MARINE CORPS RECRUIT DEPOT PARRIS ISLAND, S.C. -- Drill instructor – every Marine remembers theirs – these words resurrect memories of a Marine's recruit training experience no matter how long ago they served in the Marine Corps. Drill instructors leave eternal memories in each Marine's mind.
Regimental drillmasters, experts on the Marine Corps drill and ceremonies manual, critique recruits of Golf Company, 2nd Recruit Training Battalion, during an initial drill evaluation Sept. 29, 2014, at Marine Corps Recruit Depot Parris Island, S.C. The recruits practiced daily for four weeks in anticipation of the evaluation. (U.S. Marine Corps photo by Cpl. Caitlin Brink)
“There are a lot of life lessons and mentorship I learned from my senior drill instructor as a recruit that I still carry on to this day,” said Drill Instructor Staff Sgt. Juan Padin, Charlie Company, 1st Recruit Training Battalion. “Doing the right thing when no one is looking and always putting forth 100 percent effort are things I still do that I learned from my senior drill instructor.”
Drill instructors train recruits to become basic Marines on Parris Island and Marine Corps Recruit Depot San Diego. Marines who seek to become drill instructors desire to influence and make a difference in the lives of young men and women.
“I hope to impact Marines and spread the impact out to many,” said Padin.
Drill instructors are often viewed as the model of a Marine.
A Marine student attending drill instructor school listens to correction from his instructor while practicing drill at Marine Corps Recruit Depot Parris Island, S.C., Oct. 15, 2015. Marines who attend drill instructor school are specially selected and the school is three months long. (U.S. Marine Corps photo by Sgt. Melissa Karnath)
“Growing up, my father and mother had a great influence on me for my character,” said 1st Sgt. Christopher Griffith, the first sergeant at Parris Island's Drill Instructor School. “In my three months of recruit training, those four drill instructors developed me and made me into a better man and, ultimately, the Marine I am today.”
Before earning the coveted “smokey bear” campaign cover, would-be drill instructors are specially selected and must complete the three month Drill Instructor School. The school develops leadership, command presence, instructional ability, knowledge and the physical condition of selected Marines to successfully perform the duties of a drill instructor.”
“It was a humbling experience to train at DI school,” said Griffith. “In the fleet, Marines were telling me ‘you're great!' Then you come to DI school, and you're not great anymore. Your peer group is all great, and you have to compete with them.”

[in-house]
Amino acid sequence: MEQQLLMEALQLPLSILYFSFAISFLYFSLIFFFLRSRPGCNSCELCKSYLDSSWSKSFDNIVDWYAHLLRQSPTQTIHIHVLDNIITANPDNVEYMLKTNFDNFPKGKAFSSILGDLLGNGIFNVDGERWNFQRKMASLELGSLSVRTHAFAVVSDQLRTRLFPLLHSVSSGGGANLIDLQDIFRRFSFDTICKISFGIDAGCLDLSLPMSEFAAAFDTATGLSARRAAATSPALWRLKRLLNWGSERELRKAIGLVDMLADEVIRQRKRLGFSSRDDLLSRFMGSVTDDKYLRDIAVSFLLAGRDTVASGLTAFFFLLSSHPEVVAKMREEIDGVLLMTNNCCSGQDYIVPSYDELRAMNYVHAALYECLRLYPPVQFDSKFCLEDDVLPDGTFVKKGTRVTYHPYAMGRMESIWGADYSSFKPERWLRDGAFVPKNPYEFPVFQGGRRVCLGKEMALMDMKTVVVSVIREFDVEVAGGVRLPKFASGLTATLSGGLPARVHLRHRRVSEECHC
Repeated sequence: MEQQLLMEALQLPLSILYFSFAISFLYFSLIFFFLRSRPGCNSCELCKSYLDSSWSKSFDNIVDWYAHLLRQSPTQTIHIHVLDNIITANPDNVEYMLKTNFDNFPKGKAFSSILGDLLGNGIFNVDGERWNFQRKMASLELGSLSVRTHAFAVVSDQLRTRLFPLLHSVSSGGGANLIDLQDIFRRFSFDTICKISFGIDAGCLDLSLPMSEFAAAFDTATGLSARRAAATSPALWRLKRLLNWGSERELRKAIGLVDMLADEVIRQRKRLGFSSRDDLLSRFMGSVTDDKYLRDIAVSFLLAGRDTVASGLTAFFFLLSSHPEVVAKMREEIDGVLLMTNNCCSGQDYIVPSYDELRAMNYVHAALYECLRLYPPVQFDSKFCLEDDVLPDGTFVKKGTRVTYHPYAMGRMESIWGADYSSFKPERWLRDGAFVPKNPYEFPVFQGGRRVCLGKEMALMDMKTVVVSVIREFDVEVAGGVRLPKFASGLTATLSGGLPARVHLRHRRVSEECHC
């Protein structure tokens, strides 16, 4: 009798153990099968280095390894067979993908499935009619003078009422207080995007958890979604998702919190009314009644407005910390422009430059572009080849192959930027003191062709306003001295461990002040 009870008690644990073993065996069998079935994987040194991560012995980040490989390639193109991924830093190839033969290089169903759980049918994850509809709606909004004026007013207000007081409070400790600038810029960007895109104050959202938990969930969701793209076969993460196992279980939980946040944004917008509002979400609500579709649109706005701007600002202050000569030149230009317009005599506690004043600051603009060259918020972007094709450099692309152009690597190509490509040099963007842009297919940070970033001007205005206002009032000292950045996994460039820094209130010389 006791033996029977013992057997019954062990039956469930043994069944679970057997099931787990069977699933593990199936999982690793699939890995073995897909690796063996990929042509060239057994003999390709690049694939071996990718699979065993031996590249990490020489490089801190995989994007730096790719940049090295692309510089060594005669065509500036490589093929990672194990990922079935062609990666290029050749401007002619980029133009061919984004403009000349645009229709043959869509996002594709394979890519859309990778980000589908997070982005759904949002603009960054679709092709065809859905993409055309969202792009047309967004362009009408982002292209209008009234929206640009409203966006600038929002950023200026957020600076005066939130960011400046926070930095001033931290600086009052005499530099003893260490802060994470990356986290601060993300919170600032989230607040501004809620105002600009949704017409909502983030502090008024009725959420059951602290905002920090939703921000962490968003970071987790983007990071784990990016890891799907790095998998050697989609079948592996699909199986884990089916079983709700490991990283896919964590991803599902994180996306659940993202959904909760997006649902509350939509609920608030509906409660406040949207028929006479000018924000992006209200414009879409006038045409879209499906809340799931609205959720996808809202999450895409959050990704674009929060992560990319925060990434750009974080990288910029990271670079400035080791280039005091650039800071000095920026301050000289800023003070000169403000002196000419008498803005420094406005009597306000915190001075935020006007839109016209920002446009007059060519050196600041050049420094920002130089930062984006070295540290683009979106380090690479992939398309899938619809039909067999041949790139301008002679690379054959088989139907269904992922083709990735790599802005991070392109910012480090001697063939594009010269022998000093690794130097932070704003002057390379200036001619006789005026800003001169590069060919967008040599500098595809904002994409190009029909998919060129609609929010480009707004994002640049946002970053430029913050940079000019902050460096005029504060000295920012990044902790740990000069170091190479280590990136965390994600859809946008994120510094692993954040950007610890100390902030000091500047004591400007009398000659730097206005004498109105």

The United States Marine Corps Drill Instructor Creed reads, “These recruits are entrusted to my care. I will train them to the best of my ability. I will develop them into smartly disciplined, physically fit, basically trained marines, thoroughly indoctrinated in love of the Corps and country. I will demand of them and demonstrate by my own example, the highest standards of personal conduct, morality and professional skill.” The students at DI school train to master these skills.
“Marines have a transformation into the land of drill instructor, just like a civilian transformation from recruit to Marine,” said Sgt. Maj. Donna Dunbar, sergeant major of 4th Recruit Training Battalion. “To see Marines develop through DI school and see them do amazing things to influence the Corps is a special process.”
Marines spend three years as a drill instructor and then return to their previous job in the fleet or continue their passion for teaching Marines by instructing new students at DI school.
Sgt. Yonique R. Cousins, Platoon 4026, Oscar Company, 4th Recruit Training Battalion, encourages a recruit to move faster during martial arts training June 16, 2015, at Marine Corps Recruit Depot Parris Island, S.C. The Marine Corps Martial Arts Program is designed to increase the warfighting capabilities of individual Marines and units, enhance Marines' self-confidence and esprit de corps and foster the warrior ethos in all Marines. (U.S. Marine Corps photo by Sgt. Jennifer Schubert)
“Part of the special process [of making Marines] is the taking, molding, making, shaping and transforming a particular life, the individual [drill instructor] in charge of that process will never be forgotten,” said Dunbar, who served as a drill instructor and an instructor at DI school. “Your drill instructors are emblazed upon your heart. I knew I wanted to be part of that process.”
Marines who serve as drill instructors can be easily observed at recruit depots wearing their campaign cover. Upon seeing that cover and a stern face looking back at you, memories from your own recruit training experience recoil from your past.
“We have to be strong in our passion to maintain our legacy, so the future of the Marine Corps will survive,” said Griffith.
By U.S. Marine Corps Sgt. Melissa Karnath
Marine Corps Recruit Depot, Parris Island
Marine Corps News
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